Any consideration of the ways in which testing and grading relate to one another must also deal with the ways in which one or both of these activities relate to learning and teaching. The relationship between learning and testing is a fairly direct (if neglected) one, especially if tests are used not only to evaluate student achievement but also to reinforce or promote learning itself. Thus it is easy to develop a classroom question or exercise that requires the student to read some material before being able to answer the question or complete the exercise. Teaching, on the other hand, would seem to be somewhat further removed from issues of testing and grading, although the specific testing and grading plan used by the instructor does inform the student as to what constitutes relevant knowledge as well as what attitude he or she holds toward precise evaluation and academic competition.
Students are not immune to testing and grade procedures, and educational researchers have made the distinction between students who are grade oriented and those who are learning oriented. Although this distinction is surely too one-dimensional, it does suggest that for some students the classroom is a place where they experience and enjoy learning for its own sake. For other students, however, the classroom is experienced as a crucible in which they are tested and in which the attainment of a good grade becomes more important than the learning itself. When students are asked how they became grade (or learning) oriented, they usually point to the actions of their teachers in emphasizing grades as a significant indicator of future success; alternatively, they describe instructors who are excited by promoting new learning in their classrooms. When college instructors are asked about the reason(s) for their emphasis on grades, they report that student behaviors–such as arguing over the scoring of a single question–make it necessary for them to maintain strict and well-defined grading standards in their classrooms. The ironic point is that both the student and the instructor see the "other" as emphasizing grades over learning, and neither sees this as a desirable state of affairs. What seems missing in this context is a clear recognition by both the instructor and the student that grades are best construed as a type of communication. When grades (and tests) are thought about in this way, they can be used to improve learning. As it now stands, however, the communicative purpose of grading is ordinarily submerged in their more ordinary use as a means of rating and sorting students for social and institutional purposes not directly tied to learning. Only when grades are integrated into a coherent teaching and learning strategy do they serve the purpose of providing useful and meaningful feedback not only to the larger culture but to the individual student as well.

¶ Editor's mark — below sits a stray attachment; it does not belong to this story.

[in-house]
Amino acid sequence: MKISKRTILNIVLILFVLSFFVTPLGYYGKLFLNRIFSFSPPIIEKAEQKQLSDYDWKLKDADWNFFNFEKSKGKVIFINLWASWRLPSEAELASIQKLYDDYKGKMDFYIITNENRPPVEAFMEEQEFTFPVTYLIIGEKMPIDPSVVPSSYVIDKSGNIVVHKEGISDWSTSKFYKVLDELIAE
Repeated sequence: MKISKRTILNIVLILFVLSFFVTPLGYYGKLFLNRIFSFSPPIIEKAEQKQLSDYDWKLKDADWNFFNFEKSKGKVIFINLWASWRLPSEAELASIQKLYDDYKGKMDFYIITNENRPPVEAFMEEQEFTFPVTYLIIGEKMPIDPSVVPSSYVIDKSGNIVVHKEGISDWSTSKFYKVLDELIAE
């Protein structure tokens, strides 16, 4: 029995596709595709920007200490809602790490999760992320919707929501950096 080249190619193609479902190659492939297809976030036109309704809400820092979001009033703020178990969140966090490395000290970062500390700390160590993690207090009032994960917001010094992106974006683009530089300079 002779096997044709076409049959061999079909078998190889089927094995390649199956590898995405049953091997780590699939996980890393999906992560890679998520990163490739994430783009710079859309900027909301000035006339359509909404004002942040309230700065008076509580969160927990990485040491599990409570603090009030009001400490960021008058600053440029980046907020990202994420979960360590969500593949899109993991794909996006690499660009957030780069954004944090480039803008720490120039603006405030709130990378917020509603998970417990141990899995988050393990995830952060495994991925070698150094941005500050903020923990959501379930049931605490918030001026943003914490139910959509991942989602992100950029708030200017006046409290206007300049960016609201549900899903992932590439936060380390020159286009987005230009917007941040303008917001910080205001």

See also: COLLEGE TEACHING.
BAIRD, LEONARD L. 1985. "Do Tests and Grades Predict Adult Achievement?" Research in Higher Education 23:3–85.
CURRETON, LOUISE W. 1971. "The History of Grading Practices." Measurement in Education 2:1–9.
DUKE, J. D. 1983. "Disparities in Grading Practice: Some Resulting Inequities and a Proposed New Index of Academic Achievement." Psychological Reports 53:1023–1080.
GOLDMAN, ROY D. ; SCHMIDT, DONALD, E. ; HEWITT, BARBARA, N.; and FISHER, RONALD. 1974. "Grading Practices in Different Major Fields." American Education Research Journal 11:343–357.
MILTON, E. OHMER; POLLIO, HOWARD R.; and EISON, JAMES A. 1986. Making Sense of College Grades. San Francisco: Jossey-Bass.
POLLIO, HOWARD R.; and BECK, HALL P. 2000. "When the Tail Wags the Dog: Perceptions of Learning and Grade Orientation in and by Contemporary College Students and Faculty." The Journal of Higher Education 71:84–102.
HOWARD R. POLLIO